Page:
Plantar Fasciitis

//Plantar Fasciitis

Plantar Fasciitis

By |2018-10-05T13:36:07+00:00December 13th, 2007|Blog|

Stepping out of bed one morning, I felt a sharp pain at my heel as I planted my left foot on the ground. I hopped to the bathroom, wondering what had happened to my foot. Had I stepped on a nail or rock yesterday without noticing? It felt as if my heel bone was bruised. As the day went on, I cautiously continued to walk on it and I noticed it felt better. However, the next morning I woke to find the same problem at the bottom of my foot. These could be the signs and symptoms of plantar fasciitis.

What is plantar fasciitis (pathophysiology)?

Let’s begin with the structures involved. The plantar fascia is a thick fibrous band of tissue originating on the bottom surface of the heel bone (calcaneus) and it spreads out,inserting to the base of your toes. The calf muscles (gastrocnemius and soleus) attach to the back of the heel bone via the achilles tendon and can be a factor contributing to the symptoms of plantar fascitis. The calf and plantar fascia work together in the propulsion phase of gait. The calf muscles provide a contractile element of propulsion while the plantar fascia acts like a “loaded spring” as it is put on a stretch in the early phase to mid phase of propulsion.

The injury comes from excessive stress on the plantar fascia, which can be caused by multiple factors. Those factors include:

  • a lack of flexibility of the plantar fascia and/or the gastrocnemius/soleus muscles
  • weakness in the muscles of the foot or ankle
  • increases in weight bearing forces (weight gain or increased weight bearing activities),
  • poor proprioception (balance sense) or structural foot deformity

The pain that is felt is due to the pull on the periosteum (outer layer) of the heel bone, which is rich in nerve endings. Often there is a bony growth (bone spur) associated with this diagnosis if it has been present for a prolonged length of time. Remember it is the tension on the bone that produces the symptoms, not the bone spur. The bone spur forms due to the tension on the bone which causes the growth.


What are the symptoms?

  1. Heel pain at the origin of the plantar fascia when weight is put on the foot or when standing on tip toes. Also tenderness and swelling may occur under the heel with the possibility of numbness along the outside of the sole of the foot.
  2. Pain is usually worse first thing in the morning or upon rising after a long period of non-weightbearing due to what is known as “physiological creep.” Physiological creep is defined as the gradual shortening of tissue over a period of time. After a few minutes of weightbearing it eases as the foot gets warmed up, but can get worse again during the day especially after walking a lot. During the night as the foot is relaxed in a plantar flexed position, the plantar fascia becomes shortened. Pain is increased on initial weight bearing due to greater tension pulling at the origin of the plantar fascia. The sheets of the bed at night could be your enemy if they press the foot into further plantarflexion (especially when lying on your back). Like any tissue kept in a shortened position, the plantar fascia will be less mobile when asked to lengthen immediately upon weight bearing. Add to this an inflammatory problem, which is allowed to settle at rest, and you will experience an even greater perception of tightness and greater aggravation on the first step out of bed.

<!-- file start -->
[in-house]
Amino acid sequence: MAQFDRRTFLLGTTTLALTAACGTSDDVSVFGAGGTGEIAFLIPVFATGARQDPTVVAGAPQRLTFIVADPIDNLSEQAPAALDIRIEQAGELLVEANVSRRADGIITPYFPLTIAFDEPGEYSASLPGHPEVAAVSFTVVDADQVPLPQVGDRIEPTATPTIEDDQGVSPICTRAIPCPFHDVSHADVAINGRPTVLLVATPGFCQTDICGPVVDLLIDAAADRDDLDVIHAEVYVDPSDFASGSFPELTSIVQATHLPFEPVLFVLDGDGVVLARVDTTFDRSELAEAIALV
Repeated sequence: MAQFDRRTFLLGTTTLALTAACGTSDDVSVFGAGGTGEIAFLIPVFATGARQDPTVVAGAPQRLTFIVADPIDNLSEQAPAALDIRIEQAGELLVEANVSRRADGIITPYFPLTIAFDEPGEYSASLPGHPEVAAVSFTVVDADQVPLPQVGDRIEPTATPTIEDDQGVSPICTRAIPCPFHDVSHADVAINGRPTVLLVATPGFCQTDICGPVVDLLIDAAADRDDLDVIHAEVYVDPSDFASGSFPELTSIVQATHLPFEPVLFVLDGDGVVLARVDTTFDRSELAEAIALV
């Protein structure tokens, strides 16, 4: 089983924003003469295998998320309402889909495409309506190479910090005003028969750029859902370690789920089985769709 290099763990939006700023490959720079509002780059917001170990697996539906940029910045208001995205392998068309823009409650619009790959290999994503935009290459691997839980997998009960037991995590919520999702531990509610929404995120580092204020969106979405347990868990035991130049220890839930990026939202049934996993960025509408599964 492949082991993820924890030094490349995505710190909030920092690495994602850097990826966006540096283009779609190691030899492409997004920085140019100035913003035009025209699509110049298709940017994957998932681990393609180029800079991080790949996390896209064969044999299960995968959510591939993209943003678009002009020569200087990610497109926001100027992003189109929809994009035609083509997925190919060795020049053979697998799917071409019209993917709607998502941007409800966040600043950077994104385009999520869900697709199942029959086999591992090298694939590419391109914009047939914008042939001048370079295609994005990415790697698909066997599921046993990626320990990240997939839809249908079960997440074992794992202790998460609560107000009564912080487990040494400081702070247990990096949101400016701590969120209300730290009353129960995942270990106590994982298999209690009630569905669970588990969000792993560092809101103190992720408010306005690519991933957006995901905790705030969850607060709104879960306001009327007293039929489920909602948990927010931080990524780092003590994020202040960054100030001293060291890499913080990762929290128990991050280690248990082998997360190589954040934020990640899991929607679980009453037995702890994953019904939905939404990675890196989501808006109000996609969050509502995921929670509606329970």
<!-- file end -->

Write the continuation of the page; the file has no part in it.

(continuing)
What can YOU do?

  1. Get a diagnosis. While plantar fasciitis is common, there are other problems that can mimic this condition. Visit a sports doctor, podiatrist, chiropractor or physiotherapist and get a proper diagnosis.
  2. Treatment can include many forms of therapy, orthotic presription, night splints, cortisone injections, shockwave therapy and surgery in stubborn cases.

Keeping the muscles and joints of the legs and feet flexible and strong will help prevent this type of injury. This involves regular stretching and exercise of the calf muscles and plantar fascia. Proper warm up and cool down and appropriate footwear choices when active are also important in prevention. If you have any questions or concerns, please feel free to contact us at Toronto SEMI.



Kisner, Carolyn, and Lynn Allen Colby. Therapeutic Exercise, Foundations and Techniques, 4th edition. F.A. Davis Company. Philadelphia. 2002.
Prentice, William E. Arnheim, Daniel D.. Essentials of Athletic Training, 4th edition. WCB/McGraw Hill. Toronto. 1999.

About: Dr. Douglas Stoddard is a sports medicine physician and is the Medical Director of the Sports & Exercise Medicine Institute (SEMI). After receiving his medical degree from the University of Toronto, he trained in Australia at the Australian Institute of Sport in Canberra, obtaining his Master Degree in Sports Medicine. He is also a diplomat of the Canadian Academy of Sport and Exercise Medicine and has his focussed practice designation in Sport Medicine from the Ontario Medical Association. Dr. Stoddard is a consultant to the Canadian Military and has consulted with well over 30,000 unique patients in his career. Dr. Stoddard is constantly searching for new and promising therapies to help SEMI patients, and is responsible for developing the RegenerVate Medical Injection Therapy Program. He is married and the proud father of two boys, is an avid triathlete and occasional guitar player.

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